Once the institutional outrages--shock therapy, sexual molestation and, finally, transorbital lobotomy, an unsubstantiated charge derived from William Arnold's conjectures in "Shadowland," a biography of Frances--begin to accumulate, the filmmakers may be able to conceal their ineptitude, since one's sympathy for anyone incarcerated in vicious, degrading surroundings is overwhelming. (In "Frances" it also picks up the sluggish tempo.)

Farmer herself identified resentment of a domineering mother as the fundamental source of trouble. The filmmakers don't totally overlook this primal cause, or several other factors that probably left Farmer even more vulnerable to a breakdown, notably a cruel romantic and professional betrayal at the hands of playwright Clifford Odets. What they excel at is losing track of characters, motivations and relationships.

The ongoing rivalry between ambitious Frances and her mother Lillian, a formidable publicity hound, is certainly introduced. The movie recreates the episode of Frances, a drama student at the University of Washington, offending her mother by accepting an excursion to the Soviet Union sponsored by a Communist paper, and Lange seems to be preparing the way for subsequent reprisals when she challenges Kim Stanley, cast as Lillian, with the line, "I learned your lesson very well: Do what you want and everyone else be damned."

But the follow-up material one has a right to expect is never supplied in this film. Lillian may seem the crucial emotional stumbling block for Frances while on the scene, but between domestic blowups the onus shifts to Odets (impersonated with laughable rather than sinister arrogance by Jeffrey DeMunn, usually accompanied by Jordan Charney as an equally freakish Harold Clurman) or Louella Parsons or Hollywood in general or the cops or the shrinks. It becomes a random, indiscriminate indictment.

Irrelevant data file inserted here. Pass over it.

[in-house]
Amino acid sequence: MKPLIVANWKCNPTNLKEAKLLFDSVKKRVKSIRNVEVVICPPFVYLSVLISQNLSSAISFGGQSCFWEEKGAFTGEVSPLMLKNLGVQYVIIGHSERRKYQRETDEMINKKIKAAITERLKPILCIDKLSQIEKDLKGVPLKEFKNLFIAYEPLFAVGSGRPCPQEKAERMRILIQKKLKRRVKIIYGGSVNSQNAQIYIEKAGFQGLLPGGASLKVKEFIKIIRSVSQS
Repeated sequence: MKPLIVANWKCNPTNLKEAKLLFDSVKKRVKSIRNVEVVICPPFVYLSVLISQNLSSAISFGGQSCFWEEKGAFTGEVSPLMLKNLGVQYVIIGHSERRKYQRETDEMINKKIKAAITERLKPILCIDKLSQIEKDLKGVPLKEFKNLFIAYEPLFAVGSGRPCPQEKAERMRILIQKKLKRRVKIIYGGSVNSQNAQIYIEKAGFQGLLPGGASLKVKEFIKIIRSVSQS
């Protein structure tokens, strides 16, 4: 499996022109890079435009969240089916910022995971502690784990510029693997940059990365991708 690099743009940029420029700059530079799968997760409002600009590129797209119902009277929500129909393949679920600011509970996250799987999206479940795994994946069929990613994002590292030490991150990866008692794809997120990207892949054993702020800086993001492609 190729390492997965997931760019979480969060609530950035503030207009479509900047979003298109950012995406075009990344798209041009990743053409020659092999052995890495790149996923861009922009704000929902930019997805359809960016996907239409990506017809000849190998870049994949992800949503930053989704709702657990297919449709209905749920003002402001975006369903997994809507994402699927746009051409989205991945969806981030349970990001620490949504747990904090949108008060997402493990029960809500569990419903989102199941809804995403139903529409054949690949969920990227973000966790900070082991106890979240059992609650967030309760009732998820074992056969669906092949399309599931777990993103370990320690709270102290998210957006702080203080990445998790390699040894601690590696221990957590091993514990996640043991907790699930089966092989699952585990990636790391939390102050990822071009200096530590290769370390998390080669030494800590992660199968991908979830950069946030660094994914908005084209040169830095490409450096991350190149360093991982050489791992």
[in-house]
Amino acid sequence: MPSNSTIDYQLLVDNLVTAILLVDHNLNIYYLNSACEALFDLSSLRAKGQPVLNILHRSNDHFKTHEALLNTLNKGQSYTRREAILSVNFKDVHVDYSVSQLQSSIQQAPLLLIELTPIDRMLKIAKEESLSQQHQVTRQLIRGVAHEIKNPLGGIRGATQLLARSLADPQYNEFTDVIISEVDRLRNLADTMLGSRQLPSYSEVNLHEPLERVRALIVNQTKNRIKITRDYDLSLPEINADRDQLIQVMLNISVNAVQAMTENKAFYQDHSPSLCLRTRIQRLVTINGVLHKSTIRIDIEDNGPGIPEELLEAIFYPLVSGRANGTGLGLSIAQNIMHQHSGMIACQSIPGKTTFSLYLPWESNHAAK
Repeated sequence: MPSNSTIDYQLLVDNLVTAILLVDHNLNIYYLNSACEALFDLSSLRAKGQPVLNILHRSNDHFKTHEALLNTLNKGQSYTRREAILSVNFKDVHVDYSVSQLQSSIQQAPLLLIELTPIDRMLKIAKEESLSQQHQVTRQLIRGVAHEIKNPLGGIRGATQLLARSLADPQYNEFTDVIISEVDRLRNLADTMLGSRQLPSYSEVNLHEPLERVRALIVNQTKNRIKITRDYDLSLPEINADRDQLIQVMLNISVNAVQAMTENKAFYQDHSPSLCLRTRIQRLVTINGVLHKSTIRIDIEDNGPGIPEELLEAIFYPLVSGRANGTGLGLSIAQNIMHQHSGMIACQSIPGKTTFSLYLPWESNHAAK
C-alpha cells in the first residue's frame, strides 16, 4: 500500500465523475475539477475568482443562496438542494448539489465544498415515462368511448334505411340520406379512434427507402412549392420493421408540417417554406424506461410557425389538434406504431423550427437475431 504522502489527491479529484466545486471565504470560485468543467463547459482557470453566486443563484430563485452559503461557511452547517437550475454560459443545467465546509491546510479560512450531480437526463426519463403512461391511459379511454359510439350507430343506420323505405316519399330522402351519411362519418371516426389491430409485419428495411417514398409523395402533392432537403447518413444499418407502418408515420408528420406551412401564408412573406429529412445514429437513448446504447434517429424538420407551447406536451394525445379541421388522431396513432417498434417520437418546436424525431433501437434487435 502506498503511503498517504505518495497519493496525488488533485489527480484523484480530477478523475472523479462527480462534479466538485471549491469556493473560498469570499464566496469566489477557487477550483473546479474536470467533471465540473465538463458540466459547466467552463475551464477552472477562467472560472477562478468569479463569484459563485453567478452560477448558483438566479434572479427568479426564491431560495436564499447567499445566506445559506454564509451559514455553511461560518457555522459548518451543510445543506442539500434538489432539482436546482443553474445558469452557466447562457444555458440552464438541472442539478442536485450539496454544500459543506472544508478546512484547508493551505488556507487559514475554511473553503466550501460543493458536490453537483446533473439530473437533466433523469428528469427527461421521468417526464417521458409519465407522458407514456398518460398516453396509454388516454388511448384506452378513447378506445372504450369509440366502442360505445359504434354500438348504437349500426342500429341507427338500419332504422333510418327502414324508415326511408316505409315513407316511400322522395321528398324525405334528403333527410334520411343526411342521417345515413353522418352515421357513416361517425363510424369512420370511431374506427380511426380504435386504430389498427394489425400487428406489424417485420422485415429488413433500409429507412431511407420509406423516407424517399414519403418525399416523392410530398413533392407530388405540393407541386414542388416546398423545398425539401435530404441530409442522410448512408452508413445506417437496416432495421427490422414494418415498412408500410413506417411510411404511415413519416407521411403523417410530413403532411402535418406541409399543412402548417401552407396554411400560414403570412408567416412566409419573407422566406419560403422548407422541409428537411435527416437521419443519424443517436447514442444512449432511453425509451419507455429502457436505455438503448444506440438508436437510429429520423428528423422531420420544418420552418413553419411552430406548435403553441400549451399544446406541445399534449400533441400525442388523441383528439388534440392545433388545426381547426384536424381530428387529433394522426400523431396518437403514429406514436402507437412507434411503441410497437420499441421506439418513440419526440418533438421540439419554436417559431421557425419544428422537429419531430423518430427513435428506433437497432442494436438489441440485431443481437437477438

The failure to keep the mother's predominant role in focus--after all, it was Lillian who signed the commitment papers--is aggravated by the failure to permit Frances the integrity of her own instability and folly. Farmer's memoirs seem authentic and compelling because the narrator doesn't spare herself.

Unfortunately, the Frances on the screen always does seem a beautiful patsy and victim. She never burns with the self-centered avidity one feels in the Farmer who recalls, "I carried the theater like a flaming standard . . . I was consumed, and I was also not fit to live with, or so Mamma said, for anything or anyone interfering with my studies provoked a tantrum . . . I was confident, and I was revoltingly aggressive . . . I was going to the top, and no one could stand in my way. The rest of the world, Mamma included, could go to hell."

What happened to this Frances Farmer? I suspect the men entrusted with interpreting her tragedy found it easy to obscure a female protagonist whose own drives could take intimately threatening, dynamic forms. Their Frances is only a threat to provincial reactionaries and medical quacks, who ultimately get even by performing a lobotomy. Maybe that's why Odets and Clurman seem to resemble Mad Doctors. It might be difficult to admit that the men really put on the spot by actresses with Farmer's incendiary combination of sex appeal and ambition are men of the theater.